This project involved designing modifications and other improvements to the Theresa Street Wastewater Treatment Plant (WWTP). In October 2012, improvements included a pumping station with mechanically cleaned screens, a combination pre-aeration and grit removal unit, an additional primary sedimentation basin, and a new sludge digester. An existing digester was re-piped, and the team added a heat exchanger and sludge recirculation facilities.
Additional improvements were made to the plant’s two influent pumping stations in October 2013. The north influent pump station, Building A-3, was originally built in 1973 and included raw sewage pumps number 5 (RSP-5) and number 6 (RSP-6). Raw sewage pump number 7 (RSP-7) was added in 1987 when the pump station was upgraded. The last improvement occurred in 1998 where raw sewage pump number 8 (RSP-8) was installed.
All the pumps are extended, vertical-shaft, dry-pit pumps where the volutes are at the lower level and the motors are located above on the main operating level. The city had been experiencing maintenance issues with RSP-7, which has reached the end of its useful life.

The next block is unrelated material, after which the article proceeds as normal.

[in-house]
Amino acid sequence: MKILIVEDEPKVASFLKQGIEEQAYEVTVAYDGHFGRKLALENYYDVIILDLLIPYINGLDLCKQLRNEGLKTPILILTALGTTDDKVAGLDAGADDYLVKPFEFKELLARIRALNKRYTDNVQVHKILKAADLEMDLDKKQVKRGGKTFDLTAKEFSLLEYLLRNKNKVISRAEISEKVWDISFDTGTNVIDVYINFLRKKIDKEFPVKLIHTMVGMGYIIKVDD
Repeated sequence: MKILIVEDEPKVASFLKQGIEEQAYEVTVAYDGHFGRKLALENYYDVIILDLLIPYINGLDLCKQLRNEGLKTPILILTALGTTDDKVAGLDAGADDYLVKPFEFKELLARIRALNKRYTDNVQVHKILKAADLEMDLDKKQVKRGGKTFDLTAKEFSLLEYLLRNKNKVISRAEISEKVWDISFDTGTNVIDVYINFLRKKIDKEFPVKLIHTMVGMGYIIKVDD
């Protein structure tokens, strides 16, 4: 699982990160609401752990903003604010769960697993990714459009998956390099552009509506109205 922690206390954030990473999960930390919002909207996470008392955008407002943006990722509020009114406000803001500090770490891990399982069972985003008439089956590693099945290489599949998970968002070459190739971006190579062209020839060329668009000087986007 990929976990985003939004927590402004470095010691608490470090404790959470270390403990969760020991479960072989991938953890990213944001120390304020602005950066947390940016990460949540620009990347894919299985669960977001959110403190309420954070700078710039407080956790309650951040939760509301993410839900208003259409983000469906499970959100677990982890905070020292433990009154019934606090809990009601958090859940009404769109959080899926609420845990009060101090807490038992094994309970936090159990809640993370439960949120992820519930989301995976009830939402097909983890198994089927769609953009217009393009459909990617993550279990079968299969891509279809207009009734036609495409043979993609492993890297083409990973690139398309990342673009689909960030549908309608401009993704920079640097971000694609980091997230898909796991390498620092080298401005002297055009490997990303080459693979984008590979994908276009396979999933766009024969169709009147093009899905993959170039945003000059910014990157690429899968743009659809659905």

Olsson was retained to evaluate removing and designing a replacement for RSP-7 with a 15 million of gallons per day (MGD), 215 horsepower, dry-pit submersible pump. The design included structurally modifying the raw wastewater pumping building, upgrading the electrical grid, and installing a new variable frequency drive (VFD). Other improvements included modifying the pump and motor, installing new 24- and 30-inch piping and valve configurations, and replacing the existing welded-steel flanged pipe and fittings with ductile-iron flanged pipe and fittings. The Nebraska Department of Environmental Quality provided the necessary review and construction permit, as required. This project is currently being prepared for bidding and construction.
In addition, the University of Nebraska-Lincoln’s Nebraska Innovation Campus (NIC) is located next to the Theresa Street WWTP. With 1.8 million square feet of building space to heat and cool, Olsson designed a Centralized Renewable Energy System (CRES) that used the plant’s treated wastewater to heat and cool the buildings. Read more about the CRES here.
The system began operating August 2014, and, at full expansion, will pump an estimated 28 million gallons of water per day to heat and cool NIC buildings.